et dans notre empressement qui frise le ridicule, au moins nous ne sommes pas seules :

Il y a lĂ  des parisiennes avec leur airs de regarder tout le monde de haut et de travers derriĂšre leurs jolies franges acajou de parisiennes. Il y a deux japonaises, stylĂ©es jusqu’au bout des ongles, l’air sorti tout droit de Dover Street Market, dans leur basket suĂ©doises qui me rendent verte de jalousie. Et il y a bien sur des « gulfies » comme disent mes potes bahreĂŻnis. Celles la sont koweitienne : maquillage chaleureux, l’air Ă©panoui et les bras chargĂ©s de sacs : ChanelBalenciagaLouboutin presque en un seul mot tellement il y en a!

Toutes ensembles, d’une chambre a l’autre, nous suivons le parcours d’une rĂ©trospective qui commence avec les dĂ©buts de layetier-emballeur-malletier de Louis et ses ingĂ©nieuses malles de voyage, source de mes plus beaux fantasmes: Chacune est un bonheur entier, avec un petit secret parfois. Elles se transforment, racontent milles et une histoires et je me laisse emporter dans le fantasme d’un long voyage en bateau vers les AmĂ©riques. Je me rĂ©concilie avec le marron monogrammĂ© qui m’horripile dans ses incarnations les plus rĂ©centes. Je m’extasie devant les trĂ©sors d’ingĂ©niositĂ© dĂ©ployĂ©s pour crĂ©er ces merveilles. Bref, ces malles sont mon histoire d’amour la plus durable mais doucement, le show se gate. Plus on avance dans le temps, plus mon sourire se crispe, les belles malles disparaissent, les robes majestueuses se font rares, Marc Jacobs s’approprie LV et m’énerve. Fini les valises aux secrets amusants:

Il imprime des blagues Ă  la con sur des Joke Bags « My wife went to the beauty shop and got a mud pack. For two days she looked beautiful. Then the mud fell off.” Il parait que c’est un “social statement”. Il fait dĂ©filer Kate Moss avec une cigarette un jour national de lutte anti-tabac. Ca s’appelle un « fashion statement » ! Les mannequins ont des masques d’oiseaux, et rampent Ă  quatre pattes !

Autour de moi, les parisiennes, les japonaises, les gulfies et toutes les autres, elle adooorrent.

Elles ont des orgasmes secs dans les yeux pour chaussures qui dĂ©forment les os. Elles rĂȘvent de disparaĂźtre dans une taille zĂ©ro. Elles se pĂąment pour des designs qui les dĂ©testent. Ca sent mauvais tout ca, ca sent le zyclone B.

Trop dramatique ? Pourtant ce n’est rien de moins que des femmes qui disparaissent. Doucement, mĂ©thodiquement, avec le sourire elles payent une fortune pour se faire avoir. Trop souvent la mode, c’est juste un sale type.

The Chardonnay Slumber Party For Reluctant Grown-ups

It’s the girl’s night in that trumps all girl’s nights in.

The night in you have when you’re 30, home for the summer, and you’re reconnecting with people you haven’t thought about in ages.

Like a slumber party, with girls from school you don’t know that well but your parents are friends so you’re stuck.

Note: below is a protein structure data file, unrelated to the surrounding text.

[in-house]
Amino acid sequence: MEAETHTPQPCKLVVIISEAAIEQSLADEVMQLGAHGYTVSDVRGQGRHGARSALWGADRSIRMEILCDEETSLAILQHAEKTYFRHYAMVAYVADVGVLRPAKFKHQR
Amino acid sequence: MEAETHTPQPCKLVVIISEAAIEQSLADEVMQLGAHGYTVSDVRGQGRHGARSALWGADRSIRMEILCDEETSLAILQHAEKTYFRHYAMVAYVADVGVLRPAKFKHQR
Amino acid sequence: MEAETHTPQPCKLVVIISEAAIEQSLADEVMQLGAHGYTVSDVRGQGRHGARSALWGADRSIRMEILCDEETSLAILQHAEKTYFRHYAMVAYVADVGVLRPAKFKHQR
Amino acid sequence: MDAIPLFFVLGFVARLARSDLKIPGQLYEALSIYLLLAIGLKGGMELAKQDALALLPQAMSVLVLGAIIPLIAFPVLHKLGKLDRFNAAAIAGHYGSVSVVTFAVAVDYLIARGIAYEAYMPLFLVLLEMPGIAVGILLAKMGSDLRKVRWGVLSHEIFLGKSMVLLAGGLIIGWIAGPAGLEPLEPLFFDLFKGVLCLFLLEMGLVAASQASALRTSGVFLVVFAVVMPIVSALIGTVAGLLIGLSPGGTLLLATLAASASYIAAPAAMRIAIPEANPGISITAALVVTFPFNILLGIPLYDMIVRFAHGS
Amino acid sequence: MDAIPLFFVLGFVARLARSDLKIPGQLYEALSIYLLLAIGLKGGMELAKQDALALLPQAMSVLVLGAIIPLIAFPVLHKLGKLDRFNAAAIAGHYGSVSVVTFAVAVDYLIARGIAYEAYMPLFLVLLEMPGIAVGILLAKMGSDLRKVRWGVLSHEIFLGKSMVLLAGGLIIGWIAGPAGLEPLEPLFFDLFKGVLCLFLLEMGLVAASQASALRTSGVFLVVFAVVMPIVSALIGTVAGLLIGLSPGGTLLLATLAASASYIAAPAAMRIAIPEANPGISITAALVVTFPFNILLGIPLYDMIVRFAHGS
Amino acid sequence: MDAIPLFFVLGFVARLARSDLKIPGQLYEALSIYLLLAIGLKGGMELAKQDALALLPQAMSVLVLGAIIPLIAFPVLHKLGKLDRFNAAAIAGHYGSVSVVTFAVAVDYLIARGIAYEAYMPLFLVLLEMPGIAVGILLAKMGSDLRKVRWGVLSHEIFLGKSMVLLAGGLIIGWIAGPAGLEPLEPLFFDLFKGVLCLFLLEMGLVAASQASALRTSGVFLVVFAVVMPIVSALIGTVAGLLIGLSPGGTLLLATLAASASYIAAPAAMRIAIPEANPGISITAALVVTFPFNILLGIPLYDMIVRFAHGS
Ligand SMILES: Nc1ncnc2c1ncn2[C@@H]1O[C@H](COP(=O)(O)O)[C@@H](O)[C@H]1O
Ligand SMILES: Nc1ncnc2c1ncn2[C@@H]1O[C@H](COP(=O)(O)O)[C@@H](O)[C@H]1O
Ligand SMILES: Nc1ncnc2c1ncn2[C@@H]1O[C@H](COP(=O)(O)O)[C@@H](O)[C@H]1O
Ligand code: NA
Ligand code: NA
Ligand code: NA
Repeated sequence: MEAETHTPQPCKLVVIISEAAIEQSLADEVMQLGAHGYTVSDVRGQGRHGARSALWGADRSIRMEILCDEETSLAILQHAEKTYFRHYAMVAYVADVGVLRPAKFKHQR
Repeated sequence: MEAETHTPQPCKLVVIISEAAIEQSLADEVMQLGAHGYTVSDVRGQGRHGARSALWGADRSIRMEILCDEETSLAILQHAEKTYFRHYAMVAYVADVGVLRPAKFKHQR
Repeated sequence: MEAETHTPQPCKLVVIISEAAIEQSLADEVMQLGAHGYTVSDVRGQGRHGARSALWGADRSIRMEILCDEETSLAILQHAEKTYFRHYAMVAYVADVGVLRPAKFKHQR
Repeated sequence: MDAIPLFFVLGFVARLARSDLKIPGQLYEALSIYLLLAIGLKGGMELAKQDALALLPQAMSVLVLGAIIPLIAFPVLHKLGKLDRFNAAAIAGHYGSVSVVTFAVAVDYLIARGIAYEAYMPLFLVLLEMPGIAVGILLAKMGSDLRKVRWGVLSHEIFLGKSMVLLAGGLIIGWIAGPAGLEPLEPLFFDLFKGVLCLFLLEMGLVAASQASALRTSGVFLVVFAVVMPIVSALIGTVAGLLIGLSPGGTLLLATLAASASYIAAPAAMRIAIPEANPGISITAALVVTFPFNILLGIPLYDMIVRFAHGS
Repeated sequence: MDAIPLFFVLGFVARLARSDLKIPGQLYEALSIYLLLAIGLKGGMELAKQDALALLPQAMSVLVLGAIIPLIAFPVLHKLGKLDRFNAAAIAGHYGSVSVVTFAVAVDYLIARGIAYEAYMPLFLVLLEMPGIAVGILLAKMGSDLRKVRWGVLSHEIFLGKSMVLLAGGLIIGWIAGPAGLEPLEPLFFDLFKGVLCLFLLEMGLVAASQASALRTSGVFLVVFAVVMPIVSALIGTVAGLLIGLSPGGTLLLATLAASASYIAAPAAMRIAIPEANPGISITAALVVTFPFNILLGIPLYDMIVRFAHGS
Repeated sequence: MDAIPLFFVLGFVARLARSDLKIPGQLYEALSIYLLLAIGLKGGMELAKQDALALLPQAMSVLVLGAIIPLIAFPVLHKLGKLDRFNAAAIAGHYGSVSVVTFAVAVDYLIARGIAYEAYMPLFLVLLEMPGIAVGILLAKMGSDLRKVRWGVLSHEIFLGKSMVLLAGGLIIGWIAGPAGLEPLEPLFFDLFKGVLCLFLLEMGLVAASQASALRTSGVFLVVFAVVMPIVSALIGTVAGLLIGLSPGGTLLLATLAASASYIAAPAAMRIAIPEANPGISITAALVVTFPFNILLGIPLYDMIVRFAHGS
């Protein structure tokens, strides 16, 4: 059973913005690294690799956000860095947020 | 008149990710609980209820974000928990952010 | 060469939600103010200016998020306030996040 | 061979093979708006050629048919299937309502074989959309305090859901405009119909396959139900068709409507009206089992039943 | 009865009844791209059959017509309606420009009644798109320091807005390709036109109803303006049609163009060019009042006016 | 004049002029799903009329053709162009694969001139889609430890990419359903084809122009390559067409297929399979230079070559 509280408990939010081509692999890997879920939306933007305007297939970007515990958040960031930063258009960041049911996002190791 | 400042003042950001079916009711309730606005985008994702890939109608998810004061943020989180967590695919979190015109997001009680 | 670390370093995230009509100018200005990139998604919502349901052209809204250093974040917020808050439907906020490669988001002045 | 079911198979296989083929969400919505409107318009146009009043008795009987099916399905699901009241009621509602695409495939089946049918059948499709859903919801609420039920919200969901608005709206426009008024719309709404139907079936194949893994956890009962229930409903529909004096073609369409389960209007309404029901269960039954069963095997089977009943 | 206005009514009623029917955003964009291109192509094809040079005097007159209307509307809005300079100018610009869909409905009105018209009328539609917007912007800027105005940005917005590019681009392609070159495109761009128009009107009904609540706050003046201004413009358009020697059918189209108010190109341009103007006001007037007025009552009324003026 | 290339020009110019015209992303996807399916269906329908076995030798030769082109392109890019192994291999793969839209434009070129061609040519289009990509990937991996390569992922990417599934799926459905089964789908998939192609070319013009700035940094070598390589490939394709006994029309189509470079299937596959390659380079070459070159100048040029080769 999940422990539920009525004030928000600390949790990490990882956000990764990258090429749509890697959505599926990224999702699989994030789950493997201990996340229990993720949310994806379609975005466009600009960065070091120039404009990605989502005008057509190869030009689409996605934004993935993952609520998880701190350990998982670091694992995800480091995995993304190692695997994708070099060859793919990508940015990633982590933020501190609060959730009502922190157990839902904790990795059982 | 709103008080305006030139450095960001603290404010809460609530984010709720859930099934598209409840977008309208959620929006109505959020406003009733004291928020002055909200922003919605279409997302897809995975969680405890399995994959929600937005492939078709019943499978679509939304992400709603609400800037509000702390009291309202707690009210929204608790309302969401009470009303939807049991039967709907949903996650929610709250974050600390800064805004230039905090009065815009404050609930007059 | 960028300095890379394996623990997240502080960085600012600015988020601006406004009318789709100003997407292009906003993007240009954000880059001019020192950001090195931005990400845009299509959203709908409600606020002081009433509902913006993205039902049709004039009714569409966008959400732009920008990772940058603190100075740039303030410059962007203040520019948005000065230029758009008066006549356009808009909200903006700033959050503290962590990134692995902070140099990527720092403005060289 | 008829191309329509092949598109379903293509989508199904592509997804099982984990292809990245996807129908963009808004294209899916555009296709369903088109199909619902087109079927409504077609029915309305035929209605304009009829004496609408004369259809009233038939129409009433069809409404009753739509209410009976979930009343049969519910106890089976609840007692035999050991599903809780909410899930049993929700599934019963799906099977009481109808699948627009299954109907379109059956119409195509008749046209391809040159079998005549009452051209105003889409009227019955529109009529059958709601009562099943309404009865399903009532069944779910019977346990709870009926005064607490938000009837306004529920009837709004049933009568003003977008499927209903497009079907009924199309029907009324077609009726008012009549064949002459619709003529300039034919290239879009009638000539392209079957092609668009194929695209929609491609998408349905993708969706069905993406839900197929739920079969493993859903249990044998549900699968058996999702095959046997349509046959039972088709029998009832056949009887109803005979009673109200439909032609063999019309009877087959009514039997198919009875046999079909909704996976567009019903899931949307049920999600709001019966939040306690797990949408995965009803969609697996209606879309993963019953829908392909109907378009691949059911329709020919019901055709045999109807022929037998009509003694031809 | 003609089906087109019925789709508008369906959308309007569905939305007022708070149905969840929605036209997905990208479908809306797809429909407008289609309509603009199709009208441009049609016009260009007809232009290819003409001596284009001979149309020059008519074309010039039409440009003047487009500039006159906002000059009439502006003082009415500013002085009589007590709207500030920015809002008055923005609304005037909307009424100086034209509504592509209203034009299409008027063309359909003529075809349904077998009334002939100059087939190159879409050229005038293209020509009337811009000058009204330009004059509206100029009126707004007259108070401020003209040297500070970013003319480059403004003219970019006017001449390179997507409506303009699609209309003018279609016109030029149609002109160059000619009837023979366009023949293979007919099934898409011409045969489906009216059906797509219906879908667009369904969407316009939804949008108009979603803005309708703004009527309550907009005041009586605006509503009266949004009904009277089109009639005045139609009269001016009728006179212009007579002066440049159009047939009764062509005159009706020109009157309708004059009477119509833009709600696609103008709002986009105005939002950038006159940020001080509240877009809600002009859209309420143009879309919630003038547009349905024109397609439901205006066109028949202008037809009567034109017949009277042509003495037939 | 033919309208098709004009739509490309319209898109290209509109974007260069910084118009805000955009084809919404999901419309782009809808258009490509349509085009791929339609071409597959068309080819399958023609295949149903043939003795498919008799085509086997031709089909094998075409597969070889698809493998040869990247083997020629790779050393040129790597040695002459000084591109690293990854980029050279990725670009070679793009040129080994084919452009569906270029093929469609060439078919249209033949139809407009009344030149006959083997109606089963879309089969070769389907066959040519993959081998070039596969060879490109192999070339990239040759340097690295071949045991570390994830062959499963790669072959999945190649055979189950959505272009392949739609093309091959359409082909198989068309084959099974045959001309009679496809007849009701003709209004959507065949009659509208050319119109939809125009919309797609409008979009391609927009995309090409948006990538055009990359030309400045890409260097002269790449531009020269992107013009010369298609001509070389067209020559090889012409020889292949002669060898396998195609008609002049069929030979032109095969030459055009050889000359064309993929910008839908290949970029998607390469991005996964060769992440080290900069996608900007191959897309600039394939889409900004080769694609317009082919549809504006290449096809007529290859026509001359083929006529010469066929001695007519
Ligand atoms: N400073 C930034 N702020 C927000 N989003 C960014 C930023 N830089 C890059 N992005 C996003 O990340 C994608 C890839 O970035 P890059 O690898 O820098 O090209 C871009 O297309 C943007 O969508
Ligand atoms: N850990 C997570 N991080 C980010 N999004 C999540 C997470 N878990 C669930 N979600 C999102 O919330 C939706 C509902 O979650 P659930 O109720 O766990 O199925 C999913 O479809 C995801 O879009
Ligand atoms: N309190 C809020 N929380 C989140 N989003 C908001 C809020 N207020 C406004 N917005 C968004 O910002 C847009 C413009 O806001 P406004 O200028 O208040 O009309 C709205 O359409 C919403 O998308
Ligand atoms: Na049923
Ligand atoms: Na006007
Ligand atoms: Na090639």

At least there’s Chardonnay now so it’s fine.

Once upon a time, we shared a school playground but back then we had nothing to say to each other. Somehow we reconnected on Facebook and since we’re all in Lebanon this week, we just HAD TO meet up.

This is the first time we meet as 30-something. It happened a bit randomly, us reconnecting, and I went there like it was a chore, but really I had nothing better to do. The older I get, the fewer friends I have in Lebanon, the harder it gets to coordinate reunions with friends scattered around the globe. That’s the real reason we’re all here tonight, we have nothing better to do while we’re visiting the family in a country that we all plan to return to someday.

Same schools, same socio-economic backgrounds, same age, similar starting-points, such different paths. The differences that didn’t matter when we were 13, the lifestyle choices that seemed funny or secondary when we were 22, this is when they all feel very real.

Yes, this is what it all comes down to:

These are the Louboutins you can afford if you study hard, go to engineering school and become a banker.

This is how bad your skin looks and how bad your liver feels if you did too much drugs in your early 20’s.

This is the haircut you get when you live in Dubai.

This is the accent you get when you live in Ireland. 

We are the closest thing to each other’s alternative reality, we are each other’s “what might have been”, if only we had done things differently. There’s no lesson to learn though, it’s too late for that. For the first time in our lives perhaps, we can see to what extent our paths have irremediably diverged and there’s just no going back.

30 is very grownup.

30 is not 28.

30 is no joke.

This is not a drill, why do we still feel so unprepared?

White wine is poured, white whines too. Small, innocent complaints, random nagging, stories from around the world, life events, things we need like to tell each other because we’re all so far from home now and the point of no return is still so new it hurts. Not just in life but geographically, it’s now clear we’ll always be far apart, so we savour our random girl’s night in and pretend we never got lost.

The older you get, the more you value those precious people who knew you before you were an adult. Those who knew you before you made a mess of your life, before the discreet plastic surgery, those who know your mother’s cooking, those who knew you before you took all the wrong turns, those who pronounce your full name with the right accent.

We can pretend it doesn’t matter and forget that one of us has a baby and a mortgage, that some of us still live like teenagers, that one of us just had to move back home and that one of us has had cancer. We can pretend life did not happen, that we’re still in our playground, gossiping about classmates whose last names we forgot. We can pretend just for tonight.

It feels so good to hear people say my name with the right accent.